CIOs who have been reaping the rewards from server virtualization will be dismayed that desktop virtualization has a very different business case. VDI is compelling for niches inside organizations that have a large number of people doing the same task, such as call centers or hospitals. VDI can also be a method to improve security, which is especially useful for government deployments.
For other environments, the key problem for the CIO is how to meet the needs of various types of workers with a proliferation of access methods including mobile devices and tablets. Today, companies need to go through an extensive process of measuring the current environment, testing with a pilot program, adjusting the solution to meet the performance needs of the users, and repeating the process if a deployment is to be successful.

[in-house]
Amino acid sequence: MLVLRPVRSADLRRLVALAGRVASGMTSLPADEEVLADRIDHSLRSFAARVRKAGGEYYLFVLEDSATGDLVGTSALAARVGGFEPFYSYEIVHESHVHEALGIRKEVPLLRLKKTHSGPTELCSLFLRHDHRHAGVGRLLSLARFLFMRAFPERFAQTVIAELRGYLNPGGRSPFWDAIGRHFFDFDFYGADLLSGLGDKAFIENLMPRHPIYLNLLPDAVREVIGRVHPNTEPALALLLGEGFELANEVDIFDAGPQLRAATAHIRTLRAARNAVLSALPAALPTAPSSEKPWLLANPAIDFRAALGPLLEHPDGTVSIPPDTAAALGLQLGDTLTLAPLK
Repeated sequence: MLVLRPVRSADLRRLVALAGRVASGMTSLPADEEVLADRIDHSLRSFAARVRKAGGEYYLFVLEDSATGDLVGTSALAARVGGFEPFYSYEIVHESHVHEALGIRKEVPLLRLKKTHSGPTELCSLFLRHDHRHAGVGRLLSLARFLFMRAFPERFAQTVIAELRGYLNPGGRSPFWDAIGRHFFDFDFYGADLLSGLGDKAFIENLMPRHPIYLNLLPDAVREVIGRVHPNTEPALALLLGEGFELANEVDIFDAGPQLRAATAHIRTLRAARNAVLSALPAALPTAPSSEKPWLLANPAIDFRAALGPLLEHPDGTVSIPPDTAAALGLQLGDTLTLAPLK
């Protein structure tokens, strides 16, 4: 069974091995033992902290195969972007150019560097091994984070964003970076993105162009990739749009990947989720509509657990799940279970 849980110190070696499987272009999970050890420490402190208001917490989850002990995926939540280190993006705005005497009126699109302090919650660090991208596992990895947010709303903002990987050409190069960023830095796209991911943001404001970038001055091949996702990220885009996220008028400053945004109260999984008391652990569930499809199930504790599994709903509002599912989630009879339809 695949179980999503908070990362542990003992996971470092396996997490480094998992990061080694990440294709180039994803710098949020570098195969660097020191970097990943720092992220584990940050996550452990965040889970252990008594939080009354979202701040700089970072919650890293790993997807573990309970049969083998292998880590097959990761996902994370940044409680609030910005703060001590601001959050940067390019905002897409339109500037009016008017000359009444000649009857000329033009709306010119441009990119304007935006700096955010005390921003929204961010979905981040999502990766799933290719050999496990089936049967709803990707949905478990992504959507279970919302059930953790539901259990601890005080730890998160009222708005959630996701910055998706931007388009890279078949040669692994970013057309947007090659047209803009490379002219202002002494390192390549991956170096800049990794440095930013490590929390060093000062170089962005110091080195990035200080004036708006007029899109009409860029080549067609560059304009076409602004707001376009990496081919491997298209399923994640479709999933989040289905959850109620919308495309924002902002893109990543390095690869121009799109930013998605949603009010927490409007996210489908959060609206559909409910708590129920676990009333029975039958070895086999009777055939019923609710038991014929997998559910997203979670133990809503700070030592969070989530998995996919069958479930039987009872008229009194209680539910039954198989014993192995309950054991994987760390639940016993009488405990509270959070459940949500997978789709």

The pace of innovation on end-user devices is far outpacing the ability of VDI software to deliver infrastructure for devices. Current VDI deployments work best for local environments to a thin client, so the promise of providing a desktop image anywhere on any device is more of a vision than a reality.
For the short term; VDI can be deployed in a tactical way to wring out more costs for large scale local implementations of client devices, to provide flexibility to workers within a facility (such as with cube farm call centers and medical or health care workers), or to increase security.
Action Item: CIOs should understand their user communities and the use cases where VDI makes sense. Desktop virtualization should be deployed as a tactical solution today where the benefits of management, flexibility or security can justify the cost. VDI can be considered part of larger strategy of virtualization as long as the financial and organizational impacts are examined independently.
Footnotes: Desktop Virtualization Reality Check from the Wikibon Blog